In another embodiment, an AAV5 gene therapy vector is provided for use in a medical treatment of a human, wherein said human is subjected to a pre-screening with an assay to determine anti-AAV5 antibodies and wherein said human has not been subjected to a medical treatment with an AAV5 gene therapy vector prior to said medical treatment, said human having an anti-AAV5 antibody level corresponding to at most the 95th percentile of anti-AAV5 antibody levels as observed in the human population. In this embodiment, a human patient which may benefit from a gene therapy treatment, is pre-screened with an anti-AAV5 antibody assay. As shown in the example section, the range of levels of anti- AAV5 antibodies observed in the human population, i.e. the range of anti-AAV5 antibody levels observed is from about 0, or about 1, to about 10,000.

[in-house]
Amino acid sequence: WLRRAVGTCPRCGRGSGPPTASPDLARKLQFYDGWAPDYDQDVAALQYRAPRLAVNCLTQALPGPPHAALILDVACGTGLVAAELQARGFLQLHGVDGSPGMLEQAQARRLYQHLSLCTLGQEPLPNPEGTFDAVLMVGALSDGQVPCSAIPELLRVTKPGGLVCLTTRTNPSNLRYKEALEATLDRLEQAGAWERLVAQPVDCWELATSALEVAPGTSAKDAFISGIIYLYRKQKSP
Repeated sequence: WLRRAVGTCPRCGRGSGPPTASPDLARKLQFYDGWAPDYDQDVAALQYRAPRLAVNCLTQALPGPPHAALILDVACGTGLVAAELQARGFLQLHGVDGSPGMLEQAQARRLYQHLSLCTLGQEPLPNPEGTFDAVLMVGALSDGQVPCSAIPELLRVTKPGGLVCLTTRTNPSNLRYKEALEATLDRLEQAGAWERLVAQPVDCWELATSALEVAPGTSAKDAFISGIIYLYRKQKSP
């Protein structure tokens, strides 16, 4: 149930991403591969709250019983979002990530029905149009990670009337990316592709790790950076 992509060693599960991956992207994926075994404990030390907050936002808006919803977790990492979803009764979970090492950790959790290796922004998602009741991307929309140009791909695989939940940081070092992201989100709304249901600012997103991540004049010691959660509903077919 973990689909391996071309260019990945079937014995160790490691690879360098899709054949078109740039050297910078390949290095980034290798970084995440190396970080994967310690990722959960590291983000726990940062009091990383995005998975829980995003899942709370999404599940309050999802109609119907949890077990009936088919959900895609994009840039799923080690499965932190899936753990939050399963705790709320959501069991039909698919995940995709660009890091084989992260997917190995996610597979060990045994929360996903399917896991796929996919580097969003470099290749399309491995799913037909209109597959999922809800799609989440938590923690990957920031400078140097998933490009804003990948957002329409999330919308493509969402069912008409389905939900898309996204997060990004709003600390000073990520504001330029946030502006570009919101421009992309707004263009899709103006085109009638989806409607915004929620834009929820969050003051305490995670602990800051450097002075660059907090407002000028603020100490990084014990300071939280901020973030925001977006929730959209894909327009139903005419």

The n th Percentile herein is typically defined as the proportion of the human population, n%, that is within in a distribution from 0% to n% that have an anti-AAV5 antibody level as determined with a NAb assay or TAb assay such as for instance described in the examples. For instance, when a human patient in a population (not before treated with an AAV5 vector) has an anti-AAV5 antibody level as determined with a NAb assay as described in the examples, the anti-AAV5 antibody level detected in the entire population is to be at most 10,000, as it is estimated that up to about 100% of the human population will be included. It may be preferred to treat a human patient when having an anti-AAV5 antibody level up to the 95 th percentile, which corresponds to a NAb level as determined with an assay as described in the examples of at most 4,500. It may be preferred to treat a human patient when having an anti-AAV5 antibody level up to the 93 rd percentile or 90 th percentile which corresponds to a NAb level as determined with an assay as described in the examples of at most 3,000 or 1,000, respectively (see figure 3). According to another embodiment, it may be preferred to treat a human patient when having an anti-AAV5 antibody level up to the 99 th , 98 th , 97 th , 96 th ' 95 th , 94 th , 93 rd , 92 nd , 91 st , 90 th , 80 th , or 70 th percentile.Nevertheless, it may be anticipated that most of the population, if not all, is eligible for treatment regardless of the anti-AAV5 antibody titer. As shown in the example section, any anti- AAV5 antibody assay suffices, i.e. either a NAb assay or a TAb assay or the like may be utilized to determine the antibody titers of the human population in order to determine the 95 th percentile, the 93 rd percentile or 90 th percentile. The selected human population remains the same while the actual values in titers may vary (up to 10,000 for the NAb assay of the examples or up to 5 for the TAb assay). This is because the values of titers observed are merely a number which only have relevance when put into perspective of titers in a population. It is understood that in any case the anti-AAV5 antibody titer levels as determined in the population relates to a human population of at least 50 humans as described in the example section.